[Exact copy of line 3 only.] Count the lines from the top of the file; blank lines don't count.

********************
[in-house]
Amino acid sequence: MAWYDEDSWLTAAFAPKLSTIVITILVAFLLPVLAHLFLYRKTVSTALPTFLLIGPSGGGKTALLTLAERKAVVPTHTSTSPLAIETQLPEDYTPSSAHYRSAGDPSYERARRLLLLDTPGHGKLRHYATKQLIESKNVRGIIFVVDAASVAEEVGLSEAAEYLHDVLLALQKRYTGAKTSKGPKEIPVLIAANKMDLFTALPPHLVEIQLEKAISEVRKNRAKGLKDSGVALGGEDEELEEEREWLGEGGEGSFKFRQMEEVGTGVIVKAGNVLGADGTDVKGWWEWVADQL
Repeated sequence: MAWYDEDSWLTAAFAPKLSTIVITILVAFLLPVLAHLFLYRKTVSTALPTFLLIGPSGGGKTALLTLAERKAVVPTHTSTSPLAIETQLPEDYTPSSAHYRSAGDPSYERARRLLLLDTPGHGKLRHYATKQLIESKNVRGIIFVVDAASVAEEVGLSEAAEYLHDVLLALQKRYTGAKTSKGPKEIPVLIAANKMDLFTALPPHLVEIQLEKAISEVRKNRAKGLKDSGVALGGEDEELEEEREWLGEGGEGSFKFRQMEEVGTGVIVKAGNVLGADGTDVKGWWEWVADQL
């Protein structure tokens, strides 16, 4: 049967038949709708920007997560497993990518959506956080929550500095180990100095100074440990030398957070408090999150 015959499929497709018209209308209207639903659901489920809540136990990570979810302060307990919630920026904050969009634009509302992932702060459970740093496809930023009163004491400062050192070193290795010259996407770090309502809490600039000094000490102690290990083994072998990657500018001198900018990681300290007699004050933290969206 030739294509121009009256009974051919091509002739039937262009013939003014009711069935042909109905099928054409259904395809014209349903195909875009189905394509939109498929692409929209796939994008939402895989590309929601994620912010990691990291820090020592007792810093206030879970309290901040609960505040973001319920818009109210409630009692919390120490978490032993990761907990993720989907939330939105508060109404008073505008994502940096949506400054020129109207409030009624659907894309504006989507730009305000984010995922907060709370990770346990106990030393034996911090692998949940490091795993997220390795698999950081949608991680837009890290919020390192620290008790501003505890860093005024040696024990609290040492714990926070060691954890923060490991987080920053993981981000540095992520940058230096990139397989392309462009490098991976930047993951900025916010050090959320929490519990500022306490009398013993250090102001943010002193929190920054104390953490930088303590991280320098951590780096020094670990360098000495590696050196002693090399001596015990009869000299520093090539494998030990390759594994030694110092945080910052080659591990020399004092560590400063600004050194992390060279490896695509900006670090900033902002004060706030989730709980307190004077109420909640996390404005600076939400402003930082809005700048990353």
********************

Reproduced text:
Repeated sequence: MAWYDEDSWLTAAFAPKLSTIVITILVAFLLPVLAHLFLYRKTVSTALPTFLLIGPSGGGKTALLTLAERKAVVPTHTSTSPLAIETQLPEDYTPSSAHYRSAGDPSYERARRLLLLDTPGHGKLRHYATKQLIESKNVRGIIFVVDAASVAEEVGLSEAAEYLHDVLLALQKRYTGAKTSKGPKEIPVLIAANKMDLFTALPPHLVEIQLEKAISEVRKNRAKGLKDSGVALGGEDEELEEEREWLGEGGEGSFKFRQMEEVGTGVIVKAGNVLGADGTDVKGWWEWVADQL